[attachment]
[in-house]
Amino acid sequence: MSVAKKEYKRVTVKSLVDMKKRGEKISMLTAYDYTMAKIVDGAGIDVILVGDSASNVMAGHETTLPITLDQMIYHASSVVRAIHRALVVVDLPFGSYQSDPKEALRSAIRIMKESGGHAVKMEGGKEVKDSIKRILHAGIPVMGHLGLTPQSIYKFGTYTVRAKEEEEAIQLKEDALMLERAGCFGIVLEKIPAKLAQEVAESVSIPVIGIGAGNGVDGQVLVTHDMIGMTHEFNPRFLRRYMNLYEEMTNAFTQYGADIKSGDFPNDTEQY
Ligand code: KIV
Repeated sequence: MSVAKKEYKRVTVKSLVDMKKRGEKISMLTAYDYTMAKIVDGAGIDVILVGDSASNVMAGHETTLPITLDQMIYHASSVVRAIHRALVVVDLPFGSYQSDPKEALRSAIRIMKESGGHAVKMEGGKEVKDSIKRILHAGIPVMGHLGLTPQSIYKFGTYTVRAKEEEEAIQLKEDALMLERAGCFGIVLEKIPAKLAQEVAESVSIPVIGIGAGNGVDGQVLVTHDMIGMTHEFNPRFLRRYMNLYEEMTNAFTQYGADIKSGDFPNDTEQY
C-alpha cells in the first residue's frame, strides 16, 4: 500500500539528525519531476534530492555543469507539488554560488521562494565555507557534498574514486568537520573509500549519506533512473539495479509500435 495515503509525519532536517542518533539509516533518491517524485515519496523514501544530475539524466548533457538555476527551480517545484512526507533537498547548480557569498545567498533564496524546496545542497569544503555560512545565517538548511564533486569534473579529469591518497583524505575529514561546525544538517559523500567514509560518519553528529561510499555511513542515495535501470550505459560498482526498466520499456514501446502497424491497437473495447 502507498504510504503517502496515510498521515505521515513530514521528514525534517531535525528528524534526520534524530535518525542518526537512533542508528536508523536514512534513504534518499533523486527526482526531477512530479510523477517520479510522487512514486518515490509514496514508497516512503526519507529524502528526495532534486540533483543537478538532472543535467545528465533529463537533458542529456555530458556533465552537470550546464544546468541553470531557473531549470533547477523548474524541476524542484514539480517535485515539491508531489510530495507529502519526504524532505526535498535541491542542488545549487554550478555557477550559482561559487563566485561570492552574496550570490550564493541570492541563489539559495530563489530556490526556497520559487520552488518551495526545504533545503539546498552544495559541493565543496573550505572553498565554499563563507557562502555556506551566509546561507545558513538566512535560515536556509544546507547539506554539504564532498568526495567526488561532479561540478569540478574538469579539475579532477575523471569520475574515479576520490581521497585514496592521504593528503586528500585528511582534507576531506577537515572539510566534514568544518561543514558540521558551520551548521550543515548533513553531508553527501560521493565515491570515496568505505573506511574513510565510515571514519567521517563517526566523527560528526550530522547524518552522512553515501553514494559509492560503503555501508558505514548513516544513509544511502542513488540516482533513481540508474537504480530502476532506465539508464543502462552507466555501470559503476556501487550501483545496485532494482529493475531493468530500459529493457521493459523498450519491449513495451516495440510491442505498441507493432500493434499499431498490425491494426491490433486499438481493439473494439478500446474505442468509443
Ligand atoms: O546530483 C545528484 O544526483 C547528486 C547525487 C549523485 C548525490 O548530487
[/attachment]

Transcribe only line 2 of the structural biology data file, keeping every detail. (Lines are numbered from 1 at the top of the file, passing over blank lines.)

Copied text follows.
Amino acid sequence: MSVAKKEYKRVTVKSLVDMKKRGEKISMLTAYDYTMAKIVDGAGIDVILVGDSASNVMAGHETTLPITLDQMIYHASSVVRAIHRALVVVDLPFGSYQSDPKEALRSAIRIMKESGGHAVKMEGGKEVKDSIKRILHAGIPVMGHLGLTPQSIYKFGTYTVRAKEEEEAIQLKEDALMLERAGCFGIVLEKIPAKLAQEVAESVSIPVIGIGAGNGVDGQVLVTHDMIGMTHEFNPRFLRRYMNLYEEMTNAFTQYGADIKSGDFPNDTEQY